• Philo of Byblus wrote a P. History.
    • In HB, only P. cities are mentioned, but no state of larger tribal unit.
    • Though, shared cultural things.
  • Forced to expand into Cyprus and Crete by 10th century BCE, also Malta, Sicily, Sardinia, Spain, and N. Africa.
  • Political ties with Anatolia and Syria.
    • Sidon joined anti-Assyrian coalition, only to be “deported and decapitated by Asarhaddon (681-669) in 676 BCE.
  • Collapse of N. Syria political world let Byblus come to political forefront c. 1200 BCE.
  • c. 969-936, treaty with Sidonian leader Hiram I and Solomon, 1 Kings 5:26.
  • Tyre became a key player in warlike disputes c. 810-727.
    • Hiram II (739-732) participated in a revolt at Damascus.
    • Sidon retained indepndence.
    • 663 – it was besieged by Assurbanipal and surrendered.
      • Province was likely incorporated into Assyrian system.
  • Post-Assyrian fall, P. cities try to regain independence.
    • cf. Zeph 1,4
    • Egypt, and Babylon, prevented this.
    • According to Josephus, Tyre “was besieged for 13 years (Jos. Ap. 1,143).
  • Under Persian rule, Sidon again sought to regain independence after being incorporated into the Persian Empire.
    • Rose against Artaxerxes III Ochus, but surrendered.
    • Sidon received Alexander the Great in 333; Tyre tried to resist for 7 months, but failed.
  • Post  64 BCE, under Romans, P. cities lost political power.

B. Punic

  • The article has much on it; however, this is outside of what my area of focus is. I’d like to read it eventually, but not now.

IV. Archaeology and Cultural History, the P.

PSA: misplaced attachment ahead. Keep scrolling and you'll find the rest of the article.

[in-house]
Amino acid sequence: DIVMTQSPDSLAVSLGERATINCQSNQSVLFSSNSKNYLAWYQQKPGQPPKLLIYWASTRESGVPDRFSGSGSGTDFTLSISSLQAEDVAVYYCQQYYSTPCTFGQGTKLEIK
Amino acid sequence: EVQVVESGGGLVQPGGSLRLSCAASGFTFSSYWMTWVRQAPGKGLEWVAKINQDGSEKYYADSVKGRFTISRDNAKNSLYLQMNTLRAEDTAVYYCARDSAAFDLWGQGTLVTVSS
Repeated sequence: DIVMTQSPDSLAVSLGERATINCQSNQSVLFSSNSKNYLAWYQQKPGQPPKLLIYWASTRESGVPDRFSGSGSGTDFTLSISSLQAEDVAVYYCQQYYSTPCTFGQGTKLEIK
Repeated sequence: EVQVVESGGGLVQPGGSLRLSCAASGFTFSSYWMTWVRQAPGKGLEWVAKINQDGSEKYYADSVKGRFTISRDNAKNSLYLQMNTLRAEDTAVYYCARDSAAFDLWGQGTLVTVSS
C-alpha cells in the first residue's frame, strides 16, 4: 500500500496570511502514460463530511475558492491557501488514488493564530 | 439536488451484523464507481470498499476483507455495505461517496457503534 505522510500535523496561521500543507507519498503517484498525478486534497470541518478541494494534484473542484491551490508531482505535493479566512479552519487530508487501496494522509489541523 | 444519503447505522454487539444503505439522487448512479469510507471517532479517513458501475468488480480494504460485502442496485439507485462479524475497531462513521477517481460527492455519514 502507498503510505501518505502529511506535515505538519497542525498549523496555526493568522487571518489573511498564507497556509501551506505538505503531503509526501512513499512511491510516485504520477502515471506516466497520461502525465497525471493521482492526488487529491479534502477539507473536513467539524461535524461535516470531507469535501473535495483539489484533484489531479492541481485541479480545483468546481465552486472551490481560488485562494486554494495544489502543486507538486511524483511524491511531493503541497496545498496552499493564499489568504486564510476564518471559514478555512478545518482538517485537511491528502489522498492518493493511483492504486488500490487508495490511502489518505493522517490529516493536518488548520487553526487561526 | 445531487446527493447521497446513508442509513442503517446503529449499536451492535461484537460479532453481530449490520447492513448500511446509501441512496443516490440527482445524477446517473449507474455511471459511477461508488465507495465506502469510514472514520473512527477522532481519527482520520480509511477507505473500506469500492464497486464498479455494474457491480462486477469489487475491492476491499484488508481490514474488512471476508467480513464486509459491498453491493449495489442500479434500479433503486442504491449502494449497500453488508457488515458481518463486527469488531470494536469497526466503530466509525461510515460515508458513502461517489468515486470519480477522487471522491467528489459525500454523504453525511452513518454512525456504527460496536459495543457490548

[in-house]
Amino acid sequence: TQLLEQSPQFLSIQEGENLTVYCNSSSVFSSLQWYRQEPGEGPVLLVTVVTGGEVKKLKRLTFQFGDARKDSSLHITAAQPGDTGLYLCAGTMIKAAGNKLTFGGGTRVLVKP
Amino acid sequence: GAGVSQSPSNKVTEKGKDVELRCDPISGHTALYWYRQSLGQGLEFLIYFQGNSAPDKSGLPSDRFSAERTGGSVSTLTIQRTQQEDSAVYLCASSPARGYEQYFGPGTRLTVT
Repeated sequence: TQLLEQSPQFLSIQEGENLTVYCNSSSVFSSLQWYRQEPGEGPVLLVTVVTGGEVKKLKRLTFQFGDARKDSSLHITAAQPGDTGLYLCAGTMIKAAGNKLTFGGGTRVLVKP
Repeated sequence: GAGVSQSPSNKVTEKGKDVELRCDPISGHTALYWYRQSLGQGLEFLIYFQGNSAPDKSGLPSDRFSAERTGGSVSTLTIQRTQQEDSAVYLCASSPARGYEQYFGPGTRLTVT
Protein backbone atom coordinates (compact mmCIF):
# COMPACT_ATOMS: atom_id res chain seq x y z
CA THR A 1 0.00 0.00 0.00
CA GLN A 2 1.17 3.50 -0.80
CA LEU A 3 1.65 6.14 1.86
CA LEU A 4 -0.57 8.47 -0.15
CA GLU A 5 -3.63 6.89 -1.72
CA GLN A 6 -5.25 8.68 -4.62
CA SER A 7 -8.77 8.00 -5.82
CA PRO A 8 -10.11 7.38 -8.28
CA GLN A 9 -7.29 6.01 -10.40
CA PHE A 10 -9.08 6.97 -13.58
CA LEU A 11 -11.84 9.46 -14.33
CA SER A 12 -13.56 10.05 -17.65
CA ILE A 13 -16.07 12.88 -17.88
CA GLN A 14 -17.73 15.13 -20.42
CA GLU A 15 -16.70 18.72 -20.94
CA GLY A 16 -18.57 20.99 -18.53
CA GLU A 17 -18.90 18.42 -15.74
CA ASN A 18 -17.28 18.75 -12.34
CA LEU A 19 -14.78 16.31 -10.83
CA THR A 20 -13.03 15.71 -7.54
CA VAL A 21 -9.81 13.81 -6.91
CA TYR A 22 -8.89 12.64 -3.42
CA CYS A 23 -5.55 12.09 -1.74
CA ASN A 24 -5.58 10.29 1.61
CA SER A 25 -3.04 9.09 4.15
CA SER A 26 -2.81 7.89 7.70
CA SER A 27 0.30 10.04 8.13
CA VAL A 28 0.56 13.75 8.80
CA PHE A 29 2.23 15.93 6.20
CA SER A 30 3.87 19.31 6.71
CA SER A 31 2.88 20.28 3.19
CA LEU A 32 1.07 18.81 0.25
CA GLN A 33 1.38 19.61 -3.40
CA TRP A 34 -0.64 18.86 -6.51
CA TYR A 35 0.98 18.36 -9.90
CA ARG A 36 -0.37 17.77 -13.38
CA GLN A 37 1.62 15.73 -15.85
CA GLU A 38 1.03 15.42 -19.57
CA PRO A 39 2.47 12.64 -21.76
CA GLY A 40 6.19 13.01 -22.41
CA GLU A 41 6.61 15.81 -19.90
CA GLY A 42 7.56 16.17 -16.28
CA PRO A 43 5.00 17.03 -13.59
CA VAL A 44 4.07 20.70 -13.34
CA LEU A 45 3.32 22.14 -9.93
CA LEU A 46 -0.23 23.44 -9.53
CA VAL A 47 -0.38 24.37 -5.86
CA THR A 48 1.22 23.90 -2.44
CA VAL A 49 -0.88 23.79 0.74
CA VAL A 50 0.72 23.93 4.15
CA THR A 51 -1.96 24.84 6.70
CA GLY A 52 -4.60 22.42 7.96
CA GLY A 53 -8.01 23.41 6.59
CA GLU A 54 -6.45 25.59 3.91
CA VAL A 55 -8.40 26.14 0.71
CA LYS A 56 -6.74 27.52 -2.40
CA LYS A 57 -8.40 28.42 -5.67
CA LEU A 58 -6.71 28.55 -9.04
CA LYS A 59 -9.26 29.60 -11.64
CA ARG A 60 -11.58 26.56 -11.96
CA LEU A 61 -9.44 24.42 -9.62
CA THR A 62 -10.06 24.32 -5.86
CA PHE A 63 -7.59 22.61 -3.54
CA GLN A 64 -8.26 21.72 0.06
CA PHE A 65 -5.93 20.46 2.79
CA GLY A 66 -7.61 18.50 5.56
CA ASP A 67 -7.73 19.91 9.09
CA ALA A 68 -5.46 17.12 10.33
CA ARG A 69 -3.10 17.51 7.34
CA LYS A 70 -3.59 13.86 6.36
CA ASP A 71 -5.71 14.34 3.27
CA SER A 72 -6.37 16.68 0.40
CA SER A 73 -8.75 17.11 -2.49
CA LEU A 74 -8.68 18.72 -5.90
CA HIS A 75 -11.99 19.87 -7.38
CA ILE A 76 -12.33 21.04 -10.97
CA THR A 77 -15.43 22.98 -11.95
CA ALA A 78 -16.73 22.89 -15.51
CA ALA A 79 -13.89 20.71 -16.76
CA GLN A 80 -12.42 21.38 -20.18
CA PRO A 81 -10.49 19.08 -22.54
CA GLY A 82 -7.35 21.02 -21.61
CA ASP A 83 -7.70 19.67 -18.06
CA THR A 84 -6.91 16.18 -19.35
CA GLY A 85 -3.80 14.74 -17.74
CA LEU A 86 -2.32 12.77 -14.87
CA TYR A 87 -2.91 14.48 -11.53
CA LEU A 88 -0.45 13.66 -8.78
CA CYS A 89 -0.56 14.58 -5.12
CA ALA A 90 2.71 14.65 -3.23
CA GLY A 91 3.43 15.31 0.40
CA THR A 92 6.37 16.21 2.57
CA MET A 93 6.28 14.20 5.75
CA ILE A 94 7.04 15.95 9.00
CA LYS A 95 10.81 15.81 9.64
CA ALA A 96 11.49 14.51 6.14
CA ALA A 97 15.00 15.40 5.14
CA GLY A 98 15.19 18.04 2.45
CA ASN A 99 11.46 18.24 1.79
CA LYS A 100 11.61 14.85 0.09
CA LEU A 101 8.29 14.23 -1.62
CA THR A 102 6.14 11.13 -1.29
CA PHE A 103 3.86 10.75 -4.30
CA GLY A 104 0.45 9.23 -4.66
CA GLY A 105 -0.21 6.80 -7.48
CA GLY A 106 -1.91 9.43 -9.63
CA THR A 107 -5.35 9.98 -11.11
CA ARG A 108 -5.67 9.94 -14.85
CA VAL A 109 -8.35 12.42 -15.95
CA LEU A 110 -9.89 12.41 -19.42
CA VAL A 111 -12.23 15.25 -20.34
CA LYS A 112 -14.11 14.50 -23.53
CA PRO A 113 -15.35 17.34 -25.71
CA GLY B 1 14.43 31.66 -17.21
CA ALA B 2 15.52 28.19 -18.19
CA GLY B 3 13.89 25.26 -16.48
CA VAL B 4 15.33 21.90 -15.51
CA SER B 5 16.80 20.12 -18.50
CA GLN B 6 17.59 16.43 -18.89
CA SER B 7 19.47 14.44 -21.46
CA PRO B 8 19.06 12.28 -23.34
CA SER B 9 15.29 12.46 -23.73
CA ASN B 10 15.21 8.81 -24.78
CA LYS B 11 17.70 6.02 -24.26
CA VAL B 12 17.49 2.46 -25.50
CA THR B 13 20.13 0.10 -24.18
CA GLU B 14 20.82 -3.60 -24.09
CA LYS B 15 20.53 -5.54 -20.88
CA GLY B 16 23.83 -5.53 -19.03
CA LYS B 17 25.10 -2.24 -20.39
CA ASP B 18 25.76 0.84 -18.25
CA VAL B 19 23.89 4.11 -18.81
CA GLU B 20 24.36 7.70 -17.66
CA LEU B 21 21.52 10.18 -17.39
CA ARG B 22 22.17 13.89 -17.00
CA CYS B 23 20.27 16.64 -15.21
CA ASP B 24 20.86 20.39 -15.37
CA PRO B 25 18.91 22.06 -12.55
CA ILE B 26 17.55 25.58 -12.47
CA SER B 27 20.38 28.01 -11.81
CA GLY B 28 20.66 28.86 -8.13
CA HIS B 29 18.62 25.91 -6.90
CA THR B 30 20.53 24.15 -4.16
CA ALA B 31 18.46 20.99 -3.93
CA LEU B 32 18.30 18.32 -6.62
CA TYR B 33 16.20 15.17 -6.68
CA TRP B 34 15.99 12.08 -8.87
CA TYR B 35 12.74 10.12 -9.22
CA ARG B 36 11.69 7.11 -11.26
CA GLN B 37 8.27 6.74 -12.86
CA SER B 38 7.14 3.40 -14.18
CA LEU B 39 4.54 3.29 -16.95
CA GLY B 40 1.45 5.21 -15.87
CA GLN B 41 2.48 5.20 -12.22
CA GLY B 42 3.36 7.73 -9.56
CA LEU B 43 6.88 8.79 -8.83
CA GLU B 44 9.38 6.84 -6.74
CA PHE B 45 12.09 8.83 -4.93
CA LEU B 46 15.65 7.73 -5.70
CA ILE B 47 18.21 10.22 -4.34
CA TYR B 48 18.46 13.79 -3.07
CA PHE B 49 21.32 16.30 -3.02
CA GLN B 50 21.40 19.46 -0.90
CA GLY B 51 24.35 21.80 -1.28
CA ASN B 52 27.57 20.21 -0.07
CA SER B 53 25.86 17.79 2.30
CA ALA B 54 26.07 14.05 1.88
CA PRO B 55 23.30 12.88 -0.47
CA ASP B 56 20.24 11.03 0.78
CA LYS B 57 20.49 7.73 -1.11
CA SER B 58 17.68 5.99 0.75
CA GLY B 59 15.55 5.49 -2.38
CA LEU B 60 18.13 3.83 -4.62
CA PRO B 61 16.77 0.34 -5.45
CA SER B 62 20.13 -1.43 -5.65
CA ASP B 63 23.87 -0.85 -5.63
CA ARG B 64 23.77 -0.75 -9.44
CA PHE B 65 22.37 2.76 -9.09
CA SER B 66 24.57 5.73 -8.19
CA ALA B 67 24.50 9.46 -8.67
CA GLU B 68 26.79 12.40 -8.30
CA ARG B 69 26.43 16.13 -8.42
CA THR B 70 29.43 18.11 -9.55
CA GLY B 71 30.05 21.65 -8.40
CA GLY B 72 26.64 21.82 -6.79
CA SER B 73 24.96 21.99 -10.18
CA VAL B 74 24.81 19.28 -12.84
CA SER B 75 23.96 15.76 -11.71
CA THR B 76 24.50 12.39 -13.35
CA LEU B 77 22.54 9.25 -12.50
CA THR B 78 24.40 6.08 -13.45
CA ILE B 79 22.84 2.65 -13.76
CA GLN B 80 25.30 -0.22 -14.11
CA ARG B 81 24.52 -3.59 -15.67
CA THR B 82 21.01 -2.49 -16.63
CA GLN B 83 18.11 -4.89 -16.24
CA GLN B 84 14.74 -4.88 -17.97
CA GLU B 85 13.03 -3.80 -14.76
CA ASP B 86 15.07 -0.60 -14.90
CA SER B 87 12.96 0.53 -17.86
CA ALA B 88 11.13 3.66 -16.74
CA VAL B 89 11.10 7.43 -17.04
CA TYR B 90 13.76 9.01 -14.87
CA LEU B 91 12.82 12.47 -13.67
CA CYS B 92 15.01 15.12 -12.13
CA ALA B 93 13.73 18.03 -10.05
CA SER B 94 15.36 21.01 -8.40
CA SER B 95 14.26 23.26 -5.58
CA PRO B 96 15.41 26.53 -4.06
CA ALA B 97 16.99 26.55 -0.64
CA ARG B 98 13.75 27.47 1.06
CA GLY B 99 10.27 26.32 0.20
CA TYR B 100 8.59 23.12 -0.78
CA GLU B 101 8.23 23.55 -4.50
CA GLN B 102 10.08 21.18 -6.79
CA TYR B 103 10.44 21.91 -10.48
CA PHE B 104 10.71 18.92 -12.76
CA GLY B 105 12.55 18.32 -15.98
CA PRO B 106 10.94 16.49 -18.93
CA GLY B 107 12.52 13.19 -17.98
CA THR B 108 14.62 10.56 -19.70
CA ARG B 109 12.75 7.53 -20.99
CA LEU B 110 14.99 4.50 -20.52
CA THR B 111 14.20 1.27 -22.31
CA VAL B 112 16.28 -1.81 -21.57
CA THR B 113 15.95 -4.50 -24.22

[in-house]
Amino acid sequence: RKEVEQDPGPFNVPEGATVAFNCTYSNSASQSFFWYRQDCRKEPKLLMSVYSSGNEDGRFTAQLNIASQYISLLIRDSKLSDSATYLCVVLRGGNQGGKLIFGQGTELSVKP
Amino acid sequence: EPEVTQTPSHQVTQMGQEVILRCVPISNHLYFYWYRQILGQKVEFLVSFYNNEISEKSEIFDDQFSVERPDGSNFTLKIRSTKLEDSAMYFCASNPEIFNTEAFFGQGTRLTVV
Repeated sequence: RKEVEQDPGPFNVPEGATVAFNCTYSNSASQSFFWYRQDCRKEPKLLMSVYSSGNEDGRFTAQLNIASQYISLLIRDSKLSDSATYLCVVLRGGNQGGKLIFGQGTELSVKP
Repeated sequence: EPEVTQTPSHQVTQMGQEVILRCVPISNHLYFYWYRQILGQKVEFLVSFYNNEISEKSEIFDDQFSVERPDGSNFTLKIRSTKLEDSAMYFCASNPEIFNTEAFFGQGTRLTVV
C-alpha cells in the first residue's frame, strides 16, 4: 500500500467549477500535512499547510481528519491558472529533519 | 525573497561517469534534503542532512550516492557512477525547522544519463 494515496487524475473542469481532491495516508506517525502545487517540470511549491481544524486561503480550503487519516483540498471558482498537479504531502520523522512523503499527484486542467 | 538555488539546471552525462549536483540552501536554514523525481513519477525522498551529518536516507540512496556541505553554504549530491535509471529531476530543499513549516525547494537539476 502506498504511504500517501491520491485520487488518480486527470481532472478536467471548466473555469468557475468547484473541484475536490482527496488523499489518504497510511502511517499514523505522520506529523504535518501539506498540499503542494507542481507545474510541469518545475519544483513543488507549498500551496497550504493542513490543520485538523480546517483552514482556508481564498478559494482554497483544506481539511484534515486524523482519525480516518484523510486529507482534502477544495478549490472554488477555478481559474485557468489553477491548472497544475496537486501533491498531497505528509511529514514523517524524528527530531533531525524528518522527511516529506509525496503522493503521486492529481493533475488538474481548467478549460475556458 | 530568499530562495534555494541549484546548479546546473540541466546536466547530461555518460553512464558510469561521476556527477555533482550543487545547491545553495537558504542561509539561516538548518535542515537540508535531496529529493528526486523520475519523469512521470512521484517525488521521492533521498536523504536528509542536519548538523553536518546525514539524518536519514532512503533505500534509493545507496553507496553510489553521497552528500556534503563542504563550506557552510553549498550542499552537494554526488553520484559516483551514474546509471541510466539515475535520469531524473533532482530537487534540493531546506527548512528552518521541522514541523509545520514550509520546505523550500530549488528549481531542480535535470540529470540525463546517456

• early period only attests “smallish sanctuaries of the sacral architecture in cities”
    • Astarte/Tinnit, Sarepta (8th century BCE).
    • Punic temple of Kerkounana (4th/3rd century BCE).
    • Temple of Melqart built by Hiram I, in Tyre
      • Only from literary reports.
    • Other temples from the Persian and Hellenistic periods.
  • P. architecture in early time is decorative, with cascade of leaves.
  • Sculpture.
    • god worshiped with aniconic cult images
    • 8th-6th century large sculptures from P. cities based on Egyptian models.
  • Well-known for luxury crafts.
  • P. in Mediterranean was a uniqe phenomenon.
    • location, social groups, transportation, etc. all contributed to its formation.
    • Along with other city states on Levant coast. P. was in-line with ANE Bronze Age.

 

Briefly, facial masks likely have a religious significance. They are monuments since at least the 9th/8th centuries BCE in P. May have held cultic and apotropaic function because they are found at graves and sanctuaries.

Niemeyer, Hans Georg (Hamburg) and Blume, Horst-Dieter (Münster), “Masks”, in: Brill’s New Pauly, Antiquity volumes edited by: Hubert Cancik and , Helmuth Schneider. Consulted online on 10 April 2017 <http://dx.doi.org/10.1163/1574-9347_bnp_e725730&gt;